Moss Typography: Anna Garforth
We have been long-time fans of the work of the artist Anna Garforth, she experiments with all kinds of outdoor materials in different installations. Based in London, her creations have appeared on walls as far afield as Hong Kong, Anna has worked with different projects we have featured here on the blog including the Chelsea Physic Garden and the Monkey Shoulder whiskey launch. She is famed for her moss graffiti, whereby she uses moss for typography.We were thrilled when Anna joined us for a question and answer session:
The environment is very present in many of your works, especially for the materials you choose to use. When and how did this idea come to you? Have you always been really concerned about the environment, even before producing art?
Nature has always been a staple in my life, I grew up surrounded by forests and spent many of my childhood years building stuff out of what I found around me,this has stuck with me, and it is where I feel most at home, combining plants with art and being outside. Ironically, working with living materials within the city was inspired by a trip to an old Victorian cemetery. I am fascinated by the beautiful script and moss that covers the grave stones, one stone had moss growing inside the carved out letters and it looked amazing. I collected moss from the surrounding gravestones and started to experiment, moss typography was born!
The Edible Poster, Anna Garforth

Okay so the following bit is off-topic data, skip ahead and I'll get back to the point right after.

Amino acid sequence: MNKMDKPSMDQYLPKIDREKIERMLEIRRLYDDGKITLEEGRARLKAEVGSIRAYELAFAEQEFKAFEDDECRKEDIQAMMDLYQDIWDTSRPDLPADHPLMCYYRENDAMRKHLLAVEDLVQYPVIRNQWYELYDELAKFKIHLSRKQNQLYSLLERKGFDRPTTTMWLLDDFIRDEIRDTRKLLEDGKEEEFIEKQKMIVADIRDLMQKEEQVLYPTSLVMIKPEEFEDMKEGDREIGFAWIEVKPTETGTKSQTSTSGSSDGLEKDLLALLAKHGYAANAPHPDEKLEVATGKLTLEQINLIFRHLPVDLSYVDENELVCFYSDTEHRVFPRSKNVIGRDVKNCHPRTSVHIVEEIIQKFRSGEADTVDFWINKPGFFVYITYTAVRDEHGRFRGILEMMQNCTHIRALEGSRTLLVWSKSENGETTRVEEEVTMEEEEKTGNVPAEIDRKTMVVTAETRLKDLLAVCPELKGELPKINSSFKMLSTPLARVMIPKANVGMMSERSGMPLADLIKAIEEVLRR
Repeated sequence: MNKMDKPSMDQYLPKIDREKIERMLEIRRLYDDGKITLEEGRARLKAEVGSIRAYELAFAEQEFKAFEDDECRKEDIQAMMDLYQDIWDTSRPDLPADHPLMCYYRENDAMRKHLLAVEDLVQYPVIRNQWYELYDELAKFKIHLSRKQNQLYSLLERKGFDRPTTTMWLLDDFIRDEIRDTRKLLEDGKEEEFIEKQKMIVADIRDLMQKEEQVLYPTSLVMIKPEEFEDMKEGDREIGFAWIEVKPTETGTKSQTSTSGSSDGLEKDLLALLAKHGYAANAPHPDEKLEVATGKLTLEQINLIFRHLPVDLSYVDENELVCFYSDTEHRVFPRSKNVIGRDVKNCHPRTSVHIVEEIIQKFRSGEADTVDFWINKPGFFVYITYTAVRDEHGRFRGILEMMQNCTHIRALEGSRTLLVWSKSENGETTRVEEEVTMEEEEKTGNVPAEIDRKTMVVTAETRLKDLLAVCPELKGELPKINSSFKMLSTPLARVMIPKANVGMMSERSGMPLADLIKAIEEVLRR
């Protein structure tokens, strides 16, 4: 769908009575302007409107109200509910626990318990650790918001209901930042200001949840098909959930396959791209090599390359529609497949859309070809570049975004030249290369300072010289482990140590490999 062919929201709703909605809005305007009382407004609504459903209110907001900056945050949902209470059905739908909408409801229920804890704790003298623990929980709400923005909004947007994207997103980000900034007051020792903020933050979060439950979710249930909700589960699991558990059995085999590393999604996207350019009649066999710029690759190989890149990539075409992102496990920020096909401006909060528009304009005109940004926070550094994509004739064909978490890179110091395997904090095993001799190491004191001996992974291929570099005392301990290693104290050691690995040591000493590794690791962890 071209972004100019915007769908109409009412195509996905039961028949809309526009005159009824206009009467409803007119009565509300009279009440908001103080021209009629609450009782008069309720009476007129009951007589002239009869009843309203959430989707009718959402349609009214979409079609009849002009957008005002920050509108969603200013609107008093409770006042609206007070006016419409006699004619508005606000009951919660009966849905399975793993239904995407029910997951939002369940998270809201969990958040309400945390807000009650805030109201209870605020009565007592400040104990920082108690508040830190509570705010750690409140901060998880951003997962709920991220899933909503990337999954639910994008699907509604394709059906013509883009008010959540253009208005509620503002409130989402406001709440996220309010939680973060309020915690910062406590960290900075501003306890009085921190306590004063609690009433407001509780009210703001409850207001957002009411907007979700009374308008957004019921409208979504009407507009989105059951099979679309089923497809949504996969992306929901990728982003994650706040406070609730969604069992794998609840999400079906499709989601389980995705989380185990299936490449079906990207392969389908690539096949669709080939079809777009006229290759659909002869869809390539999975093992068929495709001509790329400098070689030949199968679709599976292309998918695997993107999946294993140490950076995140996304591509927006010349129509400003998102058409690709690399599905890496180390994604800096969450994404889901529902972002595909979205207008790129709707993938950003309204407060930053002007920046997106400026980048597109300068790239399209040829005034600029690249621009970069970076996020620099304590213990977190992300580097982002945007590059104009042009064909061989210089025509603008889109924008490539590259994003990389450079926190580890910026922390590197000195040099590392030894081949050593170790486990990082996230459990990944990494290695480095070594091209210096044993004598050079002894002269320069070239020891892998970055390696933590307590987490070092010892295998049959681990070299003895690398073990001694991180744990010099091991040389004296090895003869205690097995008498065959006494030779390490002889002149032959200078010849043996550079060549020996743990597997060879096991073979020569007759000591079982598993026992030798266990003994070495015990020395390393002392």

What made you decide to focus your art on the relationship between the city, or urban life, and nature?
Becoming aware of the coexistence of city and nature inspired my creativity. I find the contrast between urban and nature so beautiful, and the process of working with the wild in the city has taken me to some wonderful wildernesses around London. I enjoy seeing nature juxtaposed against cityscape in unexpected ways.
In your most environmental – related works, such as your typographies made of moss, are you using the art as a medium to appeal to people’s conscience on environmental and sustainability issues, or the environment is just the medium to communicate your ideas?
An environmental message is often communicated as a result of my appreciation for the natural world, and a wish to explore it through my work. I think rather than high lighting environmental issues my work is more about celebrating all the mini ecosystems that thrive around us, if we take a moment to notice them I think nature can be found unfurling all around our busy feet.
The Big Bang at The Russian Club, Anna Garforth
Many people on the Internet label you as an environmental artist; are you comfortable with that, or your interest in ecology is just a part of your art?
I am fine with being called an environmental artist as I believe the environment is an integral part to the development of my work. However I would take the term in a lighter sense as I have never claimed to be an environmentalist. A lot of my work explores our natural environment and holds an ecological message to nurture, enjoy and notice nature in the cityscape. I feel very inspired when I see the force of nature take over abandoned buildings or finding ways to permeate through the concrete. My work aims to reflect the textured world we live in where many different species, plants, and manmade elements coexist.
See examples of Anna’s work on her website here
My work aims to communicate the abundance and beauty of nature in our city as opposed to the lack of. Maybe if people become more aware of the mini wildernesses living with us side by side they will take more care to preserve them.